History on Repeat: A pair of buildings by architect Julia Morgan await reuse
The Architect’s Newspaper
By Mimi Zeiger
November 12, 2015

Two long-vacant Julia Morgan–designed buildings are moving forward this fall with plans for renovation, restoration, and adaptive reuse. The architect, famously known for the expansive Mediterranean Revival Hearst Castle estate, also designed the Downtown Los Angeles headquarters for the Hearst’s sixth newspaper, the Herald Examiner Building, and the progressive YWCA in Pasadena. Both structures will take on new uses and re-engage their urban settings in the coming years.

Opened in 1915, the Moorish-style Herald Examiner Building at Broadway and Eleventh stopped printing in 1989. Located at the juncture of two rapidly-developing downtown areas—Broadway Corridor and South Park—there’s been much speculation as to its eventual redux. Properties on either side of the building have been sold off and at one time it was speculated that a Morphosis-designed high-rise would fill one lot. As of 2014, Forest City was developing two seven-story mixed-use buildings for the flanking properties.

Prior to its close, nine years of worker strikes led to the newspaper boarding up the building’s street side arcade facade. In the years since, it has hosted film and television shoots—uses that kept the building from falling into total neglect. Development partners Georgetown Company and Hearst Corporation have partnered to redevelop the historic building, bringing in Gensler to transform the structure into more than 100,000 square feet of mixed-use retail and office space. The hope is to capitalize on the area’s revitalized street life and L.A. real estate’s demand for creative workspace.

Robert Jernigan, architect and Gensler principal, noted the building’s singular ceramic domes and terra-cotta details, vowing to approach the renovation carefully and “with a high degree of honesty.” He pointed out the potential of the largely intact, roughly 1,500-square-foot lobby to become a bar, cafe, or lounge area leading for a ground floor restaurant. “It’s a building that went through a lot, but it wasn’t a precious building,” he explained. “There’s an internal stair that has a brass railing that is dimpled because the strikers took sticks and beat the railing.”

He relayed a story about how the sawtooth skylights over the printing floor were blacked out during World War II and never uncovered. He suggested that the restoration will bring back the natural daylight.

“The cultural history is important,” said Michael Fischer, vice president of Georgetown Company, explaining that there are plans to also work with historical consultant. “The Hearst Corporation is staying in the deal with us. This building was very important to them and they will remain as stewards. There are a lot of stories in this building. We’re thinking about the history and how to incorporate it into the old new design.” He anticipates that the building will reopen in the middle of 2017.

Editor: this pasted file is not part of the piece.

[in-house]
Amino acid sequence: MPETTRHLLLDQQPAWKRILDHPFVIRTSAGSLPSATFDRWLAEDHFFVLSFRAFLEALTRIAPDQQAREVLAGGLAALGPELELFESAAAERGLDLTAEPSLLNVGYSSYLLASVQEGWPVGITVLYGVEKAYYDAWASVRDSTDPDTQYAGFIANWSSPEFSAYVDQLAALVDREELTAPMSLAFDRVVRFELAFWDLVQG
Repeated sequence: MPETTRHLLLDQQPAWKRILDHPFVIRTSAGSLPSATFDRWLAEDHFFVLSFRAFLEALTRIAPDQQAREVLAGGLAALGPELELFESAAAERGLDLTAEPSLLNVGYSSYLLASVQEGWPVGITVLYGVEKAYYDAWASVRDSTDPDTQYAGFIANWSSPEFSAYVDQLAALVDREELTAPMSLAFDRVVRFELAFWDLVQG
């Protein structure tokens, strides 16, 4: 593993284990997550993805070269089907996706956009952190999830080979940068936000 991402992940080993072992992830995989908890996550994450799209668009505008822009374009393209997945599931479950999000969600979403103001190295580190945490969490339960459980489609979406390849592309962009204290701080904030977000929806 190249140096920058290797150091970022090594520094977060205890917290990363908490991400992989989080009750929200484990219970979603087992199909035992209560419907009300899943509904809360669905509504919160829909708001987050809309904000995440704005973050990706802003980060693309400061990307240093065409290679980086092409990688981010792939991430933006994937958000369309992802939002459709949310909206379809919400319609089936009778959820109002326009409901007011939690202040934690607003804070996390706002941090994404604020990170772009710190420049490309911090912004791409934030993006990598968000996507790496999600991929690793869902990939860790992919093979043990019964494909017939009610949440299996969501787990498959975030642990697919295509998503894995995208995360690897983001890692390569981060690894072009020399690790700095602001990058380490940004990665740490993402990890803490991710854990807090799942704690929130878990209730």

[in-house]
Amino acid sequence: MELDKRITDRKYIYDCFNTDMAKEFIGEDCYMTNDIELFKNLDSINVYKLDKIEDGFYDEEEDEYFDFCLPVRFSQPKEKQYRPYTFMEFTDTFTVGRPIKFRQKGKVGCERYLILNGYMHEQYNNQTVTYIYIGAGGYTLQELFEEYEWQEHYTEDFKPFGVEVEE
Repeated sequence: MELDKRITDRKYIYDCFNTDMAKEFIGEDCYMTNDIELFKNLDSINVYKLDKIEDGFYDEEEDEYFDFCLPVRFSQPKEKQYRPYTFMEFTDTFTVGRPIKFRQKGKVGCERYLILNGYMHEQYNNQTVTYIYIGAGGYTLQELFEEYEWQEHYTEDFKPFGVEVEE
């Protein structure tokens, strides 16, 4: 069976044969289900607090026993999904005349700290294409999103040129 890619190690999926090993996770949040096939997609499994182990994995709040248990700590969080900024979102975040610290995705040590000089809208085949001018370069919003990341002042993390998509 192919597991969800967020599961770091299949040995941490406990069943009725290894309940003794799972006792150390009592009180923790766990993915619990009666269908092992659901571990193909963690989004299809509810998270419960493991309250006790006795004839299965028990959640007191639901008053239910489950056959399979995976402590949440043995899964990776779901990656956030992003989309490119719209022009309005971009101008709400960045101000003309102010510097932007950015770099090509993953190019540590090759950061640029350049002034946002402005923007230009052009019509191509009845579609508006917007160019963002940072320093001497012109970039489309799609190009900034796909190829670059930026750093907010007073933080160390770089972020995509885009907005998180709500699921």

In Pasadena, a proposal to convert Morgan’s 48,000-square-foot YWCA building in the city’s civic center into a Kimpton Hotel is working its way through approvals. Architectural Resources Group is leading the effort, which also includes an adjacent 87,000-square-foot, six-story building. Pasadena citizens are carefully watching the design development of the addition, which sits across the street from Pasadena’s Beaux Arts City Hall. According to Kevin Johnson of Pasadena’s Design & Historic Preservation Section, an environmental impact report is expected to be released at the end of October.

Combined, the new hotel buildings would feature 179 guest rooms and suites, meeting rooms, and a 140-seat restaurant. The design also converts the old gym into a large event space. Morgan’s YWCA buildings were known for their beautiful indoor swimming pools. Here, the pool will be kept intact, but covered and used for a ballroom.

In the late 1980s, the YWCA left the building, finding that the upkeep and maintenance of the historic structure was beyond the organization’s mission. It sat empty for decades, with some promising change in ownership, but little came of those efforts. The City of Pasadena, who now owns the building through eminent domain, is leading the current proposal. There’s been some opposition to the new building component, which sits on land that—while not an official park—is considered by many a public green space. The city’s proposal notes that the nearby Robinson Memorial is unaffected by new construction.

Conservation non-profit Pasadena Heritage has long been interested in Morgan’s Mediterranean gem and helped to protect the structure during its 100-year history. “Pasadena was a progressive community in the 1900s and local women were part of having a vision for the city—one of the things to happen was to have Julia Morgan design our YWCA,” explained executive director Sue Mossman. “Pasadena was on the cutting edge of hiring a woman architect. We are lucky to have this building and have it largely intact with very little change over the last 100 years.”

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